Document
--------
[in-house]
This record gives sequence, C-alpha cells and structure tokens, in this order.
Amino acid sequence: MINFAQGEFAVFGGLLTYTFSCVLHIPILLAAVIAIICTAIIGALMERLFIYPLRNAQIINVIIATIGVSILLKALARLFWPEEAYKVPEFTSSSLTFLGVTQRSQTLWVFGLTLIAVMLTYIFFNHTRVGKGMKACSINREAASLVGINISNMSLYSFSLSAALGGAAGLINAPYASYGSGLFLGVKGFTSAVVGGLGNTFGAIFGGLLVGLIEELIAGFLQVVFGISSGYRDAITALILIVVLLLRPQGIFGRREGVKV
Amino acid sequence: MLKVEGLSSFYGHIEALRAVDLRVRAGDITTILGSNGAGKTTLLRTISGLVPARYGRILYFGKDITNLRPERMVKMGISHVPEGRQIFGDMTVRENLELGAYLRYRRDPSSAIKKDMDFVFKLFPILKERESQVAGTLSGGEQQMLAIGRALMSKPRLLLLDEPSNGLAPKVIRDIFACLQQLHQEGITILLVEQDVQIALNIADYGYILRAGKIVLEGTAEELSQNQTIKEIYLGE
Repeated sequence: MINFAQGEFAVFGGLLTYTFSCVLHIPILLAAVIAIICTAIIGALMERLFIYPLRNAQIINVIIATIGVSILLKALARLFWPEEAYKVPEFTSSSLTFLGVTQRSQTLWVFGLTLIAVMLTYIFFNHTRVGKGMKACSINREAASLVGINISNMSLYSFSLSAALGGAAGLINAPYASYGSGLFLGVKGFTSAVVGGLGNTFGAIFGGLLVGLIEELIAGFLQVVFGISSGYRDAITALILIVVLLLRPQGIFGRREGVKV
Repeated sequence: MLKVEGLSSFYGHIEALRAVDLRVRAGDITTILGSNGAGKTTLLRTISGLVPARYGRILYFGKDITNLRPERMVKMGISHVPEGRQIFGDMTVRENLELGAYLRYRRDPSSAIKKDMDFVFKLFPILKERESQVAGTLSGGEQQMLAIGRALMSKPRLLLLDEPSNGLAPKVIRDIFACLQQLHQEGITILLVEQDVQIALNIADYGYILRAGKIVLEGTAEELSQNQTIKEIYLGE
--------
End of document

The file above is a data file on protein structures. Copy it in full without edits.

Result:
[in-house]
This record gives sequence, C-alpha cells and structure tokens, in this order.
Amino acid sequence: MINFAQGEFAVFGGLLTYTFSCVLHIPILLAAVIAIICTAIIGALMERLFIYPLRNAQIINVIIATIGVSILLKALARLFWPEEAYKVPEFTSSSLTFLGVTQRSQTLWVFGLTLIAVMLTYIFFNHTRVGKGMKACSINREAASLVGINISNMSLYSFSLSAALGGAAGLINAPYASYGSGLFLGVKGFTSAVVGGLGNTFGAIFGGLLVGLIEELIAGFLQVVFGISSGYRDAITALILIVVLLLRPQGIFGRREGVKV
Amino acid sequence: MLKVEGLSSFYGHIEALRAVDLRVRAGDITTILGSNGAGKTTLLRTISGLVPARYGRILYFGKDITNLRPERMVKMGISHVPEGRQIFGDMTVRENLELGAYLRYRRDPSSAIKKDMDFVFKLFPILKERESQVAGTLSGGEQQMLAIGRALMSKPRLLLLDEPSNGLAPKVIRDIFACLQQLHQEGITILLVEQDVQIALNIADYGYILRAGKIVLEGTAEELSQNQTIKEIYLGE
Repeated sequence: MINFAQGEFAVFGGLLTYTFSCVLHIPILLAAVIAIICTAIIGALMERLFIYPLRNAQIINVIIATIGVSILLKALARLFWPEEAYKVPEFTSSSLTFLGVTQRSQTLWVFGLTLIAVMLTYIFFNHTRVGKGMKACSINREAASLVGINISNMSLYSFSLSAALGGAAGLINAPYASYGSGLFLGVKGFTSAVVGGLGNTFGAIFGGLLVGLIEELIAGFLQVVFGISSGYRDAITALILIVVLLLRPQGIFGRREGVKV
Repeated sequence: MLKVEGLSSFYGHIEALRAVDLRVRAGDITTILGSNGAGKTTLLRTISGLVPARYGRILYFGKDITNLRPERMVKMGISHVPEGRQIFGDMTVRENLELGAYLRYRRDPSSAIKKDMDFVFKLFPILKERESQVAGTLSGGEQQMLAIGRALMSKPRLLLLDEPSNGLAPKVIRDIFACLQQLHQEGITILLVEQDVQIALNIADYGYILRAGKIVLEGTAEELSQNQTIKEIYLGE